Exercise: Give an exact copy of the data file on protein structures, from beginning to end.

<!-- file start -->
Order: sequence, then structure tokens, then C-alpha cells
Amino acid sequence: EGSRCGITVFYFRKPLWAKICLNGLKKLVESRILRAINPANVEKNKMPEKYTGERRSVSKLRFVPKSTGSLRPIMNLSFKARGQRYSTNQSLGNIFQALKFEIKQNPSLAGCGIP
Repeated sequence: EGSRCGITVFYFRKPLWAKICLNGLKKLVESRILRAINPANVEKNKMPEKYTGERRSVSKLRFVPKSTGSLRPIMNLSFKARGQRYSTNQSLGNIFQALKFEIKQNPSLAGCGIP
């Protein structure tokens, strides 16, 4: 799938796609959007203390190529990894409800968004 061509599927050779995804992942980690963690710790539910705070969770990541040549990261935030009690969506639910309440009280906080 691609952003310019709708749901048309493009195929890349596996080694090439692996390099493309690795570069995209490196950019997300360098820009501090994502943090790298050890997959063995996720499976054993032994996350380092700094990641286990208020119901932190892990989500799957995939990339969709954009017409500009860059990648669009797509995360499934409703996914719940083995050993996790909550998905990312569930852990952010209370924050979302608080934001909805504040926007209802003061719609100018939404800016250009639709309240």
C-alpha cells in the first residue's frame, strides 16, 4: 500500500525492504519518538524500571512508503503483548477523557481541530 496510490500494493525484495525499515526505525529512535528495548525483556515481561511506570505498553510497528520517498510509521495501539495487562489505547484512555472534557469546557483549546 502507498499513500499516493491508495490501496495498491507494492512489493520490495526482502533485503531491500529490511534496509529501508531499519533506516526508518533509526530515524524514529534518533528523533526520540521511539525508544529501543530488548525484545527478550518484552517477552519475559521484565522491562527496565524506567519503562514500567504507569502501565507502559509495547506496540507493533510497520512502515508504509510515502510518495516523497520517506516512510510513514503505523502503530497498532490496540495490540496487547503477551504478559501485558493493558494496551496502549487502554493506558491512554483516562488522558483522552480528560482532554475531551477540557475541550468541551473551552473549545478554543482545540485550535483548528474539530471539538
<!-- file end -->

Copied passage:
Order: sequence, then structure tokens, then C-alpha cells
Amino acid sequence: EGSRCGITVFYFRKPLWAKICLNGLKKLVESRILRAINPANVEKNKMPEKYTGERRSVSKLRFVPKSTGSLRPIMNLSFKARGQRYSTNQSLGNIFQALKFEIKQNPSLAGCGIP
Repeated sequence: EGSRCGITVFYFRKPLWAKICLNGLKKLVESRILRAINPANVEKNKMPEKYTGERRSVSKLRFVPKSTGSLRPIMNLSFKARGQRYSTNQSLGNIFQALKFEIKQNPSLAGCGIP
């Protein structure tokens, strides 16, 4: 799938796609959007203390190529990894409800968004 061509599927050779995804992942980690963690710790539910705070969770990541040549990261935030009690969506639910309440009280906080 691609952003310019709708749901048309493009195929890349596996080694090439692996390099493309690795570069995209490196950019997300360098820009501090994502943090790298050890997959063995996720499976054993032994996350380092700094990641286990208020119901932190892990989500799957995939990339969709954009017409500009860059990648669009797509995360499934409703996914719940083995050993996790909550998905990312569930852990952010209370924050979302608080934001909805504040926007209802003061719609100018939404800016250009639709309240």
C-alpha cells in the first residue's frame, strides 16, 4: 500500500525492504519518538524500571512508503503483548477523557481541530 496510490500494493525484495525499515526505525529512535528495548525483556515481561511506570505498553510497528520517498510509521495501539495487562489505547484512555472534557469546557483549546 502507498499513500499516493491508495490501496495498491507494492512489493520490495526482502533485503531491500529490511534496509529501508531499519533506516526508518533509526530515524524514529534518533528523533526520540521511539525508544529501543530488548525484545527478550518484552517477552519475559521484565522491562527496565524506567519503562514500567504507569502501565507502559509495547506496540507493533510497520512502515508504509510515502510518495516523497520517506516512510510513514503505523502503530497498532490496540495490540496487547503477551504478559501485558493493558494496551496502549487502554493506558491512554483516562488522558483522552480528560482532554475531551477540557475541550468541551473551552473549545478554543482545540485550535483548528474539530471539538